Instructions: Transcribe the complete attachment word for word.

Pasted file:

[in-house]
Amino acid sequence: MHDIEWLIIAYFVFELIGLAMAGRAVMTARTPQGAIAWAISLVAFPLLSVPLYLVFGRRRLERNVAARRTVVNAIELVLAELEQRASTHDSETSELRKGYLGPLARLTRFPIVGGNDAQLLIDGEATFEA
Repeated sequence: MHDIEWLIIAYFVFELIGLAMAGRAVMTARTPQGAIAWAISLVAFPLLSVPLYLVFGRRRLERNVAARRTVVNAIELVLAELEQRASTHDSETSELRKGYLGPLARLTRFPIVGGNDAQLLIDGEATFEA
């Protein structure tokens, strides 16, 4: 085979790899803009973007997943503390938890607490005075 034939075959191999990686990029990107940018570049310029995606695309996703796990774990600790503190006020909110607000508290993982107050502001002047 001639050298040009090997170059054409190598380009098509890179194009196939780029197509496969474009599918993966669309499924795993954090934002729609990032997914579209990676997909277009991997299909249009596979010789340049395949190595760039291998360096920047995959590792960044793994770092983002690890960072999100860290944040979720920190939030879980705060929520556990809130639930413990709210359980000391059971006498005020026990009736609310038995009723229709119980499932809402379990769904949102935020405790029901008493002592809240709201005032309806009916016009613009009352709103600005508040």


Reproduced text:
[in-house]
Amino acid sequence: MHDIEWLIIAYFVFELIGLAMAGRAVMTARTPQGAIAWAISLVAFPLLSVPLYLVFGRRRLERNVAARRTVVNAIELVLAELEQRASTHDSETSELRKGYLGPLARLTRFPIVGGNDAQLLIDGEATFEA
Repeated sequence: MHDIEWLIIAYFVFELIGLAMAGRAVMTARTPQGAIAWAISLVAFPLLSVPLYLVFGRRRLERNVAARRTVVNAIELVLAELEQRASTHDSETSELRKGYLGPLARLTRFPIVGGNDAQLLIDGEATFEA
């Protein structure tokens, strides 16, 4: 085979790899803009973007997943503390938890607490005075 034939075959191999990686990029990107940018570049310029995606695309996703796990774990600790503190006020909110607000508290993982107050502001002047 001639050298040009090997170059054409190598380009098509890179194009196939780029197509496969474009599918993966669309499924795993954090934002729609990032997914579209990676997909277009991997299909249009596979010789340049395949190595760039291998360096920047995959590792960044793994770092983002690890960072999100860290944040979720920190939030879980705060929520556990809130639930413990709210359980000391059971006498005020026990009736609310038995009723229709119980499932809402379990769904949102935020405790029901008493002592809240709201005032309806009916016009613009009352709103600005508040």